People have been talking a lot about privilege these days.
Some argue that because some people enjoy certain privileges—whether based on race, socio-economic or other factors —those who lack similar backgrounds are automatically disadvantaged. “Born on third, thinks he got a triple,” might be the easiest way to explain this view of privilege.
Others dismiss the idea of privilege altogether, with the view that poverty and economic disadvantage are the result of a personal flaw or individual failing that has nothing to do with systemic factors. While none of us has any control over the social and economic status of the families into which we are born, this point of view suggests that all we have to do is ‘pull ourselves up by our bootstraps’ and solve our own problems.
Evidence suggests the latter view is based more on myth than reality.
According to Statistic Canada’s most recent figures, 4.9 million people (or one in seven) in Canada live in poverty, including 1.2 million (one in four) children. End Poverty Edmonton notes about one in eight Edmontonians are impoverished (with poverty defined as making less than $16,968 per year for a single person and $33,936 per year for a family of four). The organization suggests poverty costs the Alberta economy between $7 and $9 billion every year.
As national literacy organization Frontier College noted in a discussion paper released last year, poverty exists due to a number of compounding factors: “Things like low literacy, low income, poor health, limited mobility, social isolation, and compromised mental health can easily reinforce one another.” People living in poverty are often denied access to the educational services, supports, and opportunities that might help improve their lives.
According to a 2010 Statistics Canada study, individuals with higher levels of proficiency in reading at the age of 15 had higher levels of educational attainment and income by the time they were 25 than youth with a lower reading proficiency.
Although Statistics Canada confirms that “literacy skill level and household income are positively related,” literacy is often overlooked in poverty alleviation strategies. Complicating the matter is the reciprocal relationship; literacy impacts income and income impacts literacy.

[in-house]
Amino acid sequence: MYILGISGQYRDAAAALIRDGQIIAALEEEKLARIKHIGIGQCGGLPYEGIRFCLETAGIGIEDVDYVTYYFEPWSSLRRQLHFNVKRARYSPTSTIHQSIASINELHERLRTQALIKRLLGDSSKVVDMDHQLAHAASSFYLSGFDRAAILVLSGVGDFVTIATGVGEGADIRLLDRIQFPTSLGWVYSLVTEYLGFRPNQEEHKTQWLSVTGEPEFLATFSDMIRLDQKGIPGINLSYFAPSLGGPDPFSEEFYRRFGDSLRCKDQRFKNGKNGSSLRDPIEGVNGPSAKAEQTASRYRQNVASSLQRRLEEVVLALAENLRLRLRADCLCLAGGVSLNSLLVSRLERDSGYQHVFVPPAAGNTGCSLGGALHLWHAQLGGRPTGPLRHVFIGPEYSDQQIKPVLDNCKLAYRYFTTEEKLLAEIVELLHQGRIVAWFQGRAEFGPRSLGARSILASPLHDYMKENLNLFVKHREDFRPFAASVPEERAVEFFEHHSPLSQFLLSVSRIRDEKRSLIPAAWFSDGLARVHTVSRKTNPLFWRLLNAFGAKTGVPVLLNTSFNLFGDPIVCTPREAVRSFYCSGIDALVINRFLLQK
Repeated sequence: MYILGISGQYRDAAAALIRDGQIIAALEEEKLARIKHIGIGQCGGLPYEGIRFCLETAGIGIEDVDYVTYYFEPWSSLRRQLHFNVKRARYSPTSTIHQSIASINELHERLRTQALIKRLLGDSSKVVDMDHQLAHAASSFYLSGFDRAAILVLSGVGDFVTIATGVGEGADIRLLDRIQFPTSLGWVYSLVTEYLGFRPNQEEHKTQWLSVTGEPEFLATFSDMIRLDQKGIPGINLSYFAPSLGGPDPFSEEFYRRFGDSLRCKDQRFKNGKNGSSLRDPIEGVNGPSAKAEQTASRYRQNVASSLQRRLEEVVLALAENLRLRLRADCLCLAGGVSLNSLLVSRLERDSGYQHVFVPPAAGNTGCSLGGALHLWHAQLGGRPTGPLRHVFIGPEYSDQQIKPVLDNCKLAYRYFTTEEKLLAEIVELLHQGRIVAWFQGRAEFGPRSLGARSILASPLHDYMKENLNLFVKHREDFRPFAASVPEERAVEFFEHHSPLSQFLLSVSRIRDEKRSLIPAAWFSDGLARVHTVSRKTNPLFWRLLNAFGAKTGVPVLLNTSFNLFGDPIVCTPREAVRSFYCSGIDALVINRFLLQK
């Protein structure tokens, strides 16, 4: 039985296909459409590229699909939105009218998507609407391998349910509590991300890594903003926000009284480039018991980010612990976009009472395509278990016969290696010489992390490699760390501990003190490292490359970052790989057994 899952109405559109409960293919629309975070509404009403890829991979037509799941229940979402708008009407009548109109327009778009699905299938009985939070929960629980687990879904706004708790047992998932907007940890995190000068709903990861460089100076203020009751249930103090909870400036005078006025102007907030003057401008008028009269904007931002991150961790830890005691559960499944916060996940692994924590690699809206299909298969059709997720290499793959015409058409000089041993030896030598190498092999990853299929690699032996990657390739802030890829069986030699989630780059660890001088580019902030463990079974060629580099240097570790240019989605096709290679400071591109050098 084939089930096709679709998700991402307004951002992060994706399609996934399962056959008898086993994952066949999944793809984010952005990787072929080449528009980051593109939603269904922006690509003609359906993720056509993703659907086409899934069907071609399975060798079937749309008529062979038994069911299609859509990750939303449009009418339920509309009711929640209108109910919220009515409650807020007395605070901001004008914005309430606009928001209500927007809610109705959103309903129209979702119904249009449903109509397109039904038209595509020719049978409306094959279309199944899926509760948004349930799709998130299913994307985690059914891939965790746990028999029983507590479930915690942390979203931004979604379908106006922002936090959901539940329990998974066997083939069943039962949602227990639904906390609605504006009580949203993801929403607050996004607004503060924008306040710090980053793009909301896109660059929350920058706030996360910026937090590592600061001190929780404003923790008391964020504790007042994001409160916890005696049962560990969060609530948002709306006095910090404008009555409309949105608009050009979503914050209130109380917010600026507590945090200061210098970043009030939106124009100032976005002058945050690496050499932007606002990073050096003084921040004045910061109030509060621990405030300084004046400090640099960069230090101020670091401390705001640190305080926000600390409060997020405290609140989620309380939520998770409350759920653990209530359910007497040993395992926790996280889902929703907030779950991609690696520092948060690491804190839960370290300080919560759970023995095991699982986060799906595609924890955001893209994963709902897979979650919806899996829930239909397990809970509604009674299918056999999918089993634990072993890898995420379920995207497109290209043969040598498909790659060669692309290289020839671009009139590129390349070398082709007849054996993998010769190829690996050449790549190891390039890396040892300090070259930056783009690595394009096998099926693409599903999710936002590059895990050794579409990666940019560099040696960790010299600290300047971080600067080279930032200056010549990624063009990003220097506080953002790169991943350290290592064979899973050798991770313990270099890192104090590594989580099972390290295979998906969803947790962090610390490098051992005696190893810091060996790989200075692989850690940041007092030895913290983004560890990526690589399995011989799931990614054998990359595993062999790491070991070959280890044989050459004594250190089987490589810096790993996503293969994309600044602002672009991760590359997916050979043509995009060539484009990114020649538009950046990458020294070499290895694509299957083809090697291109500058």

A 2012 report from the Ontario Child and Youth Network reported that the Toronto District School Board discovered 47 per cent of students from the lowest income bracket (parents earning less than $30,000/year) met the provincial standard in reading, compared to 66 per cent of students from the highest income bracket (parents earning $100,000/year or more).
Just as privilege is passed down through generations and opens up opportunities, poverty is entrenched becauses it closes them off. Literacy is a tool we can use to break the cycle.
Nobody is suggesting it’s easy. While my oldest son was always a voracious reader, my youngest was less inclined. Instead of getting into a power struggle with him over reading, I started buying him hockey and skateboarding magazines. If your children aren’t interested in reading, get them reading about things that capture their interest. Who knows what might come of it? That young boy who didn’t want to read now spends many of his evenings writing poetry.
Membership at Edmonton Public Library is free and a weekly visit can become a tradition that nurtures reading and learning among all family members, regardless of age. Getting older siblings to read to younger ones is a strategy that helps them both and is a little easier on the nerves than listening to the television or video games.
The Centre for Family Literacy offers a number of programs to help parents support their children’s language and literacy development. They also offer free adult literacy programs and workshops.
Eradicating poverty will benefit everyone—not just those of us living in it—and raising literacy levels is one of the most important approaches. We can’t change the fact that our children weren’t born on third base, but we can get them on their way to first and second by instilling an early love of reading.
The Centre for Family Literacy
Featured Image: Poverty and literacy are related. | Pixabay
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